Q:

What causes static electricity in the body?

A:

Quick Answer

Static electricity occurs when the body builds up an imbalance of electrical charges. When an object moves against an insulating surface like carpet, weakly bound electrons can move from one surface to another, creating a charge. When that charged object touches a conductor, it releases the electrons, creating a spark.

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What causes static electricity in the body?
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Full Answer

Hair standing on end is a demonstration of static electricity. When a person rubs a balloon against her hair, it transfers electrons from the hair follicles to the balloon. This creates an electrical imbalance, and each hair strand becomes positively charged. Since like charges repel, each strand of hair is pushed away from the strands around it, causing the hair to stand on end.

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Related Questions

  • Q:

    Who discovered static electricity?

    A:

    The Greek philosopher Thales is said to be the first observer of the effects of static electricity based on the accounts of another Greek philosopher, Aristotle. Although historians assert that there is a lack of sufficient evidence to support Aristotle's claim, it demonstrated that ancient Greeks already had a basic understanding of electrical properties.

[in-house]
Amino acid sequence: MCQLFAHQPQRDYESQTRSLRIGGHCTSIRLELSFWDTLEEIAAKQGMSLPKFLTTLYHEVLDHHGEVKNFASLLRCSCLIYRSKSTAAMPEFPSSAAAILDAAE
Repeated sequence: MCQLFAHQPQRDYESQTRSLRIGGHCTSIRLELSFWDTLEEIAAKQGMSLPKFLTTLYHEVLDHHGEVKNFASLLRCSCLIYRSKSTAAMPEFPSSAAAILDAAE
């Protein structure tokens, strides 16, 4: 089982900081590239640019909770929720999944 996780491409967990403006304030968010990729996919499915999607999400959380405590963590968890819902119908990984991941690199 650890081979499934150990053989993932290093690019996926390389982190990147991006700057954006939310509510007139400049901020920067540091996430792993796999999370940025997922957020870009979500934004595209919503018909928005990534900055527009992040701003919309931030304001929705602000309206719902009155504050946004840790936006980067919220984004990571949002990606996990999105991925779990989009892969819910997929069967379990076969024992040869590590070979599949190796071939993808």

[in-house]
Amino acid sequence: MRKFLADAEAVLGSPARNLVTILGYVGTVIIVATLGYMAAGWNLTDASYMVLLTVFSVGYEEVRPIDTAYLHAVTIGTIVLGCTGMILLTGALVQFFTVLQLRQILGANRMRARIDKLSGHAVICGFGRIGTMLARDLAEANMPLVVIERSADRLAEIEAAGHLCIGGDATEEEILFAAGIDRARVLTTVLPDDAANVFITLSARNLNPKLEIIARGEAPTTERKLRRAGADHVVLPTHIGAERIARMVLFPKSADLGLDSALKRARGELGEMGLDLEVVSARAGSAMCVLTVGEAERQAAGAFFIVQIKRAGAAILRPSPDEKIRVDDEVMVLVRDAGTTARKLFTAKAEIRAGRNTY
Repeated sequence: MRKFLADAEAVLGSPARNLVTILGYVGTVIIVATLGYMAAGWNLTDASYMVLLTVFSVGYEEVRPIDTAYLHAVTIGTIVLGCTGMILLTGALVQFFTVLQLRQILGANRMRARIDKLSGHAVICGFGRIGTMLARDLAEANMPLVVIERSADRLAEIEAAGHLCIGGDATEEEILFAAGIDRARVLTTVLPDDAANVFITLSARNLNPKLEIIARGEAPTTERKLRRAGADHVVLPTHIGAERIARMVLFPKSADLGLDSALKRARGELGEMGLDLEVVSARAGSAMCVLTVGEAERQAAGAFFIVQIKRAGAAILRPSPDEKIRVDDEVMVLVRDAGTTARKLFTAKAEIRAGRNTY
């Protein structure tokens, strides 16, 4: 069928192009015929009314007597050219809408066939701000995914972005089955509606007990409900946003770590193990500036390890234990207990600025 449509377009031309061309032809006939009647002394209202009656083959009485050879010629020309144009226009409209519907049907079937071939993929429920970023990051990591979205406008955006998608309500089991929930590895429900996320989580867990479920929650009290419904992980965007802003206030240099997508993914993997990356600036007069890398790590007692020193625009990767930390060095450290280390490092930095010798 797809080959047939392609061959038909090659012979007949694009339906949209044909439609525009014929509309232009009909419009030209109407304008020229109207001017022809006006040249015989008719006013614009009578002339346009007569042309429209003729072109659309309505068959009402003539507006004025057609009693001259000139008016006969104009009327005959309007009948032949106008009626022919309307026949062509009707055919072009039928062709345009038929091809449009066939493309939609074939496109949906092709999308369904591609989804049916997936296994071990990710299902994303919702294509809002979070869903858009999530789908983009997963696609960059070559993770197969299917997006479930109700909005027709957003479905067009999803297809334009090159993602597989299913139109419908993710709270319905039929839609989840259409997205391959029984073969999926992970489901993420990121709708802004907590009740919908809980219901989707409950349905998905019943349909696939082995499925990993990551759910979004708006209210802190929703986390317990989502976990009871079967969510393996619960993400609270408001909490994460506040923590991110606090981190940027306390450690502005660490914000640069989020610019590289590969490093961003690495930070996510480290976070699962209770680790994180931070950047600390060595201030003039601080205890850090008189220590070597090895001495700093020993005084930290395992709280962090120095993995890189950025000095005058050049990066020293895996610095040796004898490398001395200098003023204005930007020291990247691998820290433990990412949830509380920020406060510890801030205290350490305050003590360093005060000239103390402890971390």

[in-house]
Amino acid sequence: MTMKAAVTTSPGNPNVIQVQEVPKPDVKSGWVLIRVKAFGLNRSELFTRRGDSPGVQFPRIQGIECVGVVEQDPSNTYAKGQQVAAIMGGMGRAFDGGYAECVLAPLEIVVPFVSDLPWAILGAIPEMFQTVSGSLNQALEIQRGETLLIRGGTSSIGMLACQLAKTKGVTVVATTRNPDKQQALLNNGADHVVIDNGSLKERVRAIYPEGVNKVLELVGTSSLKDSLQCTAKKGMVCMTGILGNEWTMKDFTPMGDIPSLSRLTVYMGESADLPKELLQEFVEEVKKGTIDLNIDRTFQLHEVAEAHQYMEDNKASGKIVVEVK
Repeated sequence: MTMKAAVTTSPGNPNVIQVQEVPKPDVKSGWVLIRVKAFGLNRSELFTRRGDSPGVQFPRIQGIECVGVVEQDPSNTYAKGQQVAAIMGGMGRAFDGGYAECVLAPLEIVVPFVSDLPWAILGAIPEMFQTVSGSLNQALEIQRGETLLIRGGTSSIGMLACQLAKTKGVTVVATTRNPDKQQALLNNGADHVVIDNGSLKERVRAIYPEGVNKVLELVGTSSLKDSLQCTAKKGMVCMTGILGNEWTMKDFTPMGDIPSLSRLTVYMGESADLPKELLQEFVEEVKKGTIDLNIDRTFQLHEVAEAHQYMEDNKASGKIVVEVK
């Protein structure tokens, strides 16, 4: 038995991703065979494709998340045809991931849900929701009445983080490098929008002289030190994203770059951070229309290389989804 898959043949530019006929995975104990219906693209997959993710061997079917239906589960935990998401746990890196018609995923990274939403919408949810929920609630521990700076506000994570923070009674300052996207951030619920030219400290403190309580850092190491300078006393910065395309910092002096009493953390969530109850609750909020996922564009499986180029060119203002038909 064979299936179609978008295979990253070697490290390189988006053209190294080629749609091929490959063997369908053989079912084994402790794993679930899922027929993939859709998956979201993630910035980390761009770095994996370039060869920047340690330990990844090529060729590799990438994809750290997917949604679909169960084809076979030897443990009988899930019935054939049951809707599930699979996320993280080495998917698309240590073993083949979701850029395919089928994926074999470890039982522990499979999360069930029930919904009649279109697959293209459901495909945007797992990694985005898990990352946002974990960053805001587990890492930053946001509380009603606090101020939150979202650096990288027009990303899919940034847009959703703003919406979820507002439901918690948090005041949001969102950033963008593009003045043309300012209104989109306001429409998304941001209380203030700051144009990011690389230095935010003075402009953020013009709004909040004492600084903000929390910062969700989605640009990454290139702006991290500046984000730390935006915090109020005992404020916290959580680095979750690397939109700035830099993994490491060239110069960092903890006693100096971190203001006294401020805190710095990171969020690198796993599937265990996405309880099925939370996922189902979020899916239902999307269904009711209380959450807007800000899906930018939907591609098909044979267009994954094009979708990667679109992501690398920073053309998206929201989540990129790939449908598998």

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  • Q:

    What is static electricity and how does it affect everyday life?

    A:

    Static electricity results from an imbalance between positive and negative charges in an object, according to the Library of Congress. It affects daily life in numerous ways, such as causing hair to rise when a person removes his hat as the electrons get transferred from the hat to the hair.

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  • Q:

    What are examples of static electricity?

    A:

    Walking across a carpeted floor and getting a shock when touching a door knob or other metal object is an example of static electricity. Clothes stuck to one another after being in the dryer is another example of static electricity.

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  • Q:

    Why is static electricity worse in the winter?

    A:

    In the winter, static electricity is worse due to a lack of air humidity, leading to a charge imbalance. In dry materials such as carpets, hair and nylon, there is a buildup of electrons that creates this charge imbalance, causing static electric to be more intense in winter's drier air. Basically, dry air is a poor conductor of electricity, while humid air is a better conductor that permits any excess electric charge to dissipate into the air.

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